- Customizable waypoints' settings
- Flight logging support
- Realtime plot of all parameters
- Integrated log analyzer
- Points of interest selection and control
- Terminal window

Ground Control Station Mainwindow

Supported Airframes
- Quadcopter Plus 4
- Quadcopter X 4
- Quadcopter W 4
- Hexacopter Plus 6
- Hexacopter X 6
- Octocopter Plus 8
- Octocopter X 8
- Tricopter I 6
- Tricopter Y 6
- Quadcopter X 8
- Hexacopter X 12

Ground Control Station demo video

User's review video:


More information and ordering at: http://sky-drones.com/

Kirill
Sky-Drones.com

Views: 5926

Comment by Kirill on January 27, 2016 at 5:45am

Darius Jack, probably some of the fly away cases are related to the specific frequencies and harmonics causing attitude / position estimator go crazy but I don't think that this is the general reason. It's more about the software reliability as the entire architecture and how tasks management done, resources control etc.

 

Comment by Kirill on January 27, 2016 at 5:49am

Andreas, it's possible only in case you have your own experienced software engineers who can add special features based on the source code. The majority of integrator companies who deliver drone solution don't have such people in house. Therefore, it's much easier for them to request original flight controller developer to add special features they need.  

Comment by Andreas Gazis on January 27, 2016 at 6:08am

Um, why? Opening up your source code doesn't mean a client needs software engineers to make it work. If, say, the company who makes my printer decided to publish the code to its driver doesn't mean I will suddenly need a PhD in computer science to make it print.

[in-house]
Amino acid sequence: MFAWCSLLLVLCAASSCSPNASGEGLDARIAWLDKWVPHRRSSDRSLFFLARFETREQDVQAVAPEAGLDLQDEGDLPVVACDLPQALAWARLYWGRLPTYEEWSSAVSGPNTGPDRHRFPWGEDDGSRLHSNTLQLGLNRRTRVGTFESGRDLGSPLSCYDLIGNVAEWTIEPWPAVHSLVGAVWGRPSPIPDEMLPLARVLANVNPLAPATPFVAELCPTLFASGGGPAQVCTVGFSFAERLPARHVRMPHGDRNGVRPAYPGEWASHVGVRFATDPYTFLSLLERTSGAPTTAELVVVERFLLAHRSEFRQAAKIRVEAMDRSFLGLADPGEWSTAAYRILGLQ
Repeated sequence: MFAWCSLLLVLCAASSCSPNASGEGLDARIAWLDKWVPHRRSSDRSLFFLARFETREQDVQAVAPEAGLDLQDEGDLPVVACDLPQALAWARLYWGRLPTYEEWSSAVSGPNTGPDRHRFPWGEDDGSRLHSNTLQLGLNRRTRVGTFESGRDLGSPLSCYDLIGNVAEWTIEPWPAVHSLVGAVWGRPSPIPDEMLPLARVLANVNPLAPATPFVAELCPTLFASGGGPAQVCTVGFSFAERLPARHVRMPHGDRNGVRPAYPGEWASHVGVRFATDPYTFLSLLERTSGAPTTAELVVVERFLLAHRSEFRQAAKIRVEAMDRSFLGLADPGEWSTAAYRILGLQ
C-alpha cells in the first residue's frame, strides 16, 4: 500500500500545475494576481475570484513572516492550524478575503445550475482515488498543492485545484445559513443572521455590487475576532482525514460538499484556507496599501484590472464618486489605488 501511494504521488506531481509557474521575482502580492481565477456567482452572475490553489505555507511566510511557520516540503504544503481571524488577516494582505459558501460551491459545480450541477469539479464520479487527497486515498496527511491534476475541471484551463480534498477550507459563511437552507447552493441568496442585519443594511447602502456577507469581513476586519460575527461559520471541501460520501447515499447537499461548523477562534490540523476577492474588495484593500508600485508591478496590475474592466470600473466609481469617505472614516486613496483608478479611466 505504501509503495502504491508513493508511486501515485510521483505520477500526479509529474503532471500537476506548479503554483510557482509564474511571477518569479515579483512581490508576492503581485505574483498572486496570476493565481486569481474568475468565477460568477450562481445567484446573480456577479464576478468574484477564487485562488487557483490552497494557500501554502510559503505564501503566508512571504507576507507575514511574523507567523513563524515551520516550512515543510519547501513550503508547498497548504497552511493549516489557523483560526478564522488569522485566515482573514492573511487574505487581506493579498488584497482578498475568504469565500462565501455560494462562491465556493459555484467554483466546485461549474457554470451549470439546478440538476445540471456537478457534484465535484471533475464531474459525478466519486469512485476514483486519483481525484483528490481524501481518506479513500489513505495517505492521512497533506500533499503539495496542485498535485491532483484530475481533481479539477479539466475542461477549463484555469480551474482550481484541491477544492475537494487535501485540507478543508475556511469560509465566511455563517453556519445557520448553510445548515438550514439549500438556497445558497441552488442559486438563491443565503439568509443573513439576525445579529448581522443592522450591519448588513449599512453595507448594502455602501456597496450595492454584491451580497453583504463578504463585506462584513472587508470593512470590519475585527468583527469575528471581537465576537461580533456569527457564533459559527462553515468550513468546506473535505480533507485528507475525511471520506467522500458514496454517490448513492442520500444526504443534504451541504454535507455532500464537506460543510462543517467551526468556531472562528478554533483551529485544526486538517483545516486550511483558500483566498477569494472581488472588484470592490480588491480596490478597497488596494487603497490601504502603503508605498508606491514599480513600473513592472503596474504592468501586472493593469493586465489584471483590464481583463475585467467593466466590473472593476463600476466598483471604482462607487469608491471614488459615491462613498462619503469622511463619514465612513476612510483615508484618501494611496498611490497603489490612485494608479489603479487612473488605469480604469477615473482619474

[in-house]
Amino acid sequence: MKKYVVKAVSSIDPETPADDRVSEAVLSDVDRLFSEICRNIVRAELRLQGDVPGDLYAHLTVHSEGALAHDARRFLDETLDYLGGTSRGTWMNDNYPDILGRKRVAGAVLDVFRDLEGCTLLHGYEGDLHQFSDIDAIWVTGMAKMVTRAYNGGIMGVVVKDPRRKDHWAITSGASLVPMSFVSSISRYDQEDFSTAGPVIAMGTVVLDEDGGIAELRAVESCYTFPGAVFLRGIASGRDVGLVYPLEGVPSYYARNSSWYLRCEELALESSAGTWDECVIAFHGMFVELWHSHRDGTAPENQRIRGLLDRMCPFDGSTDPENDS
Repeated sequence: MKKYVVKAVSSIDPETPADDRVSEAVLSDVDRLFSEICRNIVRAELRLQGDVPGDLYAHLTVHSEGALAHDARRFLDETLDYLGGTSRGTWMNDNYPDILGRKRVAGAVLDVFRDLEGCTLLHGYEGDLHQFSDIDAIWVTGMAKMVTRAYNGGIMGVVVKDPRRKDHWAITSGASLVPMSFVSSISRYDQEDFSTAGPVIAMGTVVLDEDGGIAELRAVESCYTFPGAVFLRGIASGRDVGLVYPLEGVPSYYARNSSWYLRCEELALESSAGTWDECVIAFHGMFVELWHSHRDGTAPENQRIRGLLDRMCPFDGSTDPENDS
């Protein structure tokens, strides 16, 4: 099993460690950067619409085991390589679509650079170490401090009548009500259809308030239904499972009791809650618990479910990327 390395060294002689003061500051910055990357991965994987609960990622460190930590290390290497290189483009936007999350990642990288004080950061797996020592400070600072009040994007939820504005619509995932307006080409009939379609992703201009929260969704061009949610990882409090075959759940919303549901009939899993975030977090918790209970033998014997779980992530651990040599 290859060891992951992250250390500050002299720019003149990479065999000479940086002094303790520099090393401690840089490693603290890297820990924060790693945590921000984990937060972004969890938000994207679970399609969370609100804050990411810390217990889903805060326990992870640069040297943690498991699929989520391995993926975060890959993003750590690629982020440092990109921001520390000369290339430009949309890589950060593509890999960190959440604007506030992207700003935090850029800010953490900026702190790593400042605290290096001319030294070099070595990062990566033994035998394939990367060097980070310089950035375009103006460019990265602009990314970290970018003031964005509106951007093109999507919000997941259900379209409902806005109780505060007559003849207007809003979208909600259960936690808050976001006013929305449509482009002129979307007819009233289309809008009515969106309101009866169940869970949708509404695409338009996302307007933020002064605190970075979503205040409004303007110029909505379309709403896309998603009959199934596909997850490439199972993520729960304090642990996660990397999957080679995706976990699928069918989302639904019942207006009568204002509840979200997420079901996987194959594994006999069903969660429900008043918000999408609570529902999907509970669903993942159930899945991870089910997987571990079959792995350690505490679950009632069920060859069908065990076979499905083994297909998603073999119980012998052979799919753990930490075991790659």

Comment by Marc Dornan on January 27, 2016 at 6:28am

Andreas when companies do not go the open source route they generally do not open up their code. Of course it is fine to ask. If he has developed all this in house why would he? It is a bit more significant than a printer driver.

Comment by Marc Dornan on January 27, 2016 at 8:47am

@Tevada. At his discounted price of $490 it is not so expensive actually. A Naza M V2 with 2.4 Telemetry is $500. And on paper at least the DJI Naza M V2 is less capable as it really only has iPad support and you cannot really use it to fly mapping grids. No disrespect to you but you have the priorities of a hobbyist, which is fine. An ebay Pixhawk (or even a better version) can be great when set up well, but it is not for everyone, and it is often manufactured to the lowest specs with dubious QC.

Kirill needs to prove this is better or at least as good for professional use. I remember well the side-by-side tests that showed Arducopter GPS hold exceeding Wookong. I think we need to see more of this. He needs to get these into the wild. Most US pro users are going to want some sort of US-based office as well, which I imagine is hard to do without a US partner/dealer, which will bring the price up, as it should, to cover the cost of support and dealer margin. Just my 2 cents.